The United States and Australia both stress the importance of all G20 countries having communicated ambitious 2030 NDCs by the crucial COP 26, held after cancelation of last year’s conference due to the pandemic.

“We have committed to increasing our climate financing including for climate change adaptation and responding to the needs and priorities of small island developing states that are the most vulnerable to the future impacts of climate change,” all four stated.

Natural Disaster Protection Takes Climate-Resilient Infrastructure

The Secretaries and Ministers decided the two countries should strengthen climate-resilient infrastructure in the Indo-Pacific, including through the Coalition for Disaster Resilient Infrastructure Initiative, an annual international conference and capacity-building platform.

They agreed to work together to develop early-warning systems that protect vulnerable communities against natural disasters such as storms and sea-level rise.

Australia and the United States recognize that “rising sea levels are a very real threat” and commit to work together with the intergovernmental Pacific Islands Forum and others “to preserve maritime zones and the rights and entitlements that flow from them and secure livelihoods for future generations in a manner that is consistent with international law.”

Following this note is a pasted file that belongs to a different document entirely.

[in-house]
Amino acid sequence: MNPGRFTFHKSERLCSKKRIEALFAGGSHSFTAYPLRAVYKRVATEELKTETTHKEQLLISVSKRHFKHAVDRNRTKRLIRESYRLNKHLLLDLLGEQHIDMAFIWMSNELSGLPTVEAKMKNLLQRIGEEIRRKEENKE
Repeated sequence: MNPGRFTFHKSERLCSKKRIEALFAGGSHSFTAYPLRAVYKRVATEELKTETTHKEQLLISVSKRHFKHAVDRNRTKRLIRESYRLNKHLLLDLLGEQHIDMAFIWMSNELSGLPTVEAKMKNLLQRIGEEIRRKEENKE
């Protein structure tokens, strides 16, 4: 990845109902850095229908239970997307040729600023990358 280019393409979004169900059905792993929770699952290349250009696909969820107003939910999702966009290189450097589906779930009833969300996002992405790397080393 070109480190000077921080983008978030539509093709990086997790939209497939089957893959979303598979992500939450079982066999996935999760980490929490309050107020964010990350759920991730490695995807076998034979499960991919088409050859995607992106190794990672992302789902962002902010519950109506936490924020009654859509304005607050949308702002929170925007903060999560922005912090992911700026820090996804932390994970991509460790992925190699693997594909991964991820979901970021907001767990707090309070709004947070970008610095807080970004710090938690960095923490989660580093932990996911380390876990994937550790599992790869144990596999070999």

“We will work together to share the latest climate science and technologies and ensure countries and communities are better prepared to deal with the impacts of climate change,” they said.

The Secretaries and Ministers commended the Quad Climate Working Group as an effective platform of collaboration to help advance practical efforts to achieve their climate goals and support ambitious climate action across the Indo-Pacific region.

The Secretaries and Ministers plan to work closely together on issues that impact the ocean’s health and to support nature-based solutions to address climate change.

Indo-Pacific Cooperation Is the Key

The United States and Australia are committed to taking greater action to protect the oceans and biodiversity and have committed to the global ambition of “conserving 30 percent of our land and of our oceans and the successful development of the post-2020 global biodiversity framework.”